The United Nation's human rights chief, Louise Arbour, has said she is "guardedly optimistic" that China is making progress on human rights.
This was Louise Arbour's first trip to China in her post
But she questioned Beijing's widespread use of the death penalty, warning that some of those being executed might be victims of discrimination.
Ms Arbour was speaking at the end of a five day visit to Beijing.
During her trip an agreement was signed to bring China closer to ratifying a covenant on civil and political rights.
She also raised a number of cases of specific concern to the UN - including cases of detained journalists, labour activists and ethnic minorities - as well as highlighting treatment of Tibetans and the Muslim Uighur minority in the restive region of Xinjiang.
"I'm very energised about the prospect of helping the country face some daunting challenges, and I am guardedly optimistic about the enormous potential for positive change," Ms Arbour told a press conference on Friday.
"The stage is set to expect more than modest progress in coming years," she said.
Later she told the BBC: "I think there is no question that there has been an opening, particularly on political and social rights, which is starting, I think, to permeate throughout the country.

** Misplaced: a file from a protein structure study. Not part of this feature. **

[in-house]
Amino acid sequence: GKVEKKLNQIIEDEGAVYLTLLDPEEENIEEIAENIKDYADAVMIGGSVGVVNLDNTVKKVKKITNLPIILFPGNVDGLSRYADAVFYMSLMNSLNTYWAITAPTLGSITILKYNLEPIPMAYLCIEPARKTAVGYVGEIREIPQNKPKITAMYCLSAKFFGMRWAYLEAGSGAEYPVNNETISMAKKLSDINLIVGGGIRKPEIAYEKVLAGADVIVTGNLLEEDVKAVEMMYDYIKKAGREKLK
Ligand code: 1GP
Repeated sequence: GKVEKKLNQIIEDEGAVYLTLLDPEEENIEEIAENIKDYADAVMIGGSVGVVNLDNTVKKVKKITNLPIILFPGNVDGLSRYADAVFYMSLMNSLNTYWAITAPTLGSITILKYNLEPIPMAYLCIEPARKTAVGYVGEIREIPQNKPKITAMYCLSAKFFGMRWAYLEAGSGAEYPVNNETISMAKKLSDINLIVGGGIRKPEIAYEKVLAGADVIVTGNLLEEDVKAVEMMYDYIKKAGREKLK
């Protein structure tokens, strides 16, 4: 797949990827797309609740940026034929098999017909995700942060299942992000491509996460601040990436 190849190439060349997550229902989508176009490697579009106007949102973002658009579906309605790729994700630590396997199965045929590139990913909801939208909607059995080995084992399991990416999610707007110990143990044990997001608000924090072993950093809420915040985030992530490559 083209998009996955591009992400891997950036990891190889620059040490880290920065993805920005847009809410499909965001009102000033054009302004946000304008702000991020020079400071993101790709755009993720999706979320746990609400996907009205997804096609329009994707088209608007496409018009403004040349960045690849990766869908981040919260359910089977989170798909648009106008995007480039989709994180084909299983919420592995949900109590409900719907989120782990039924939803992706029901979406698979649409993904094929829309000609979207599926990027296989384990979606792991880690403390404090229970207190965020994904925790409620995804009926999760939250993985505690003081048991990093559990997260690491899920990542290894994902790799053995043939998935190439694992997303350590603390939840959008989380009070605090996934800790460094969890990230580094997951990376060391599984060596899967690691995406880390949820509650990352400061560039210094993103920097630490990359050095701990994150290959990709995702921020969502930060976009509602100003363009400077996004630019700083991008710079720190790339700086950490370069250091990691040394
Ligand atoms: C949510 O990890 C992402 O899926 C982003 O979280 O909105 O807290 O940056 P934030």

"The government has made a very explicit commitment to work seriously towards the ratification of the international convention on civil and political rights. China has already ratified five of the seven basic international human rights treaties, including the convention against torture, so there are lot of reasons to be optimistic."
She said she had good and "very frank" conversations on human rights issues with Chinese officials. But she voiced concern over the widespread use of the death penalty.
According to Amnesty International, more than 3,700 people are executed in China every year - more than the rest of the world put together. Some are given the death penalty for offences as minor as tax evasion.
Ms Arbour said she was particularly concerned about the death penalty being used against ethnic minorities or the mentally ill, and said there needed to be far greater transparency in how it was applied.
During her trip to China, Ms Arbour met the president of the Supreme Court, as well as the justice minister and several activist groups.
She questioned China's belief that each country should choose its own method of protecting human rights.
"It is not appropriate to say: 'We are doing this our own way'," Ms Arbour is quoted as saying by Reuters news agency.
And while she welcomed China's move towards ratifying the International Covenant on Civil and Political Rights, she warned that if Beijing were to sign right now, "it is pretty clear that the government understands that it would be in non-compliance in many areas".
The high commissioner said she had urged Chinese leaders to change certain legal procedures, particularly on such issues as the death penalty and the controversial "re-education through labour" system.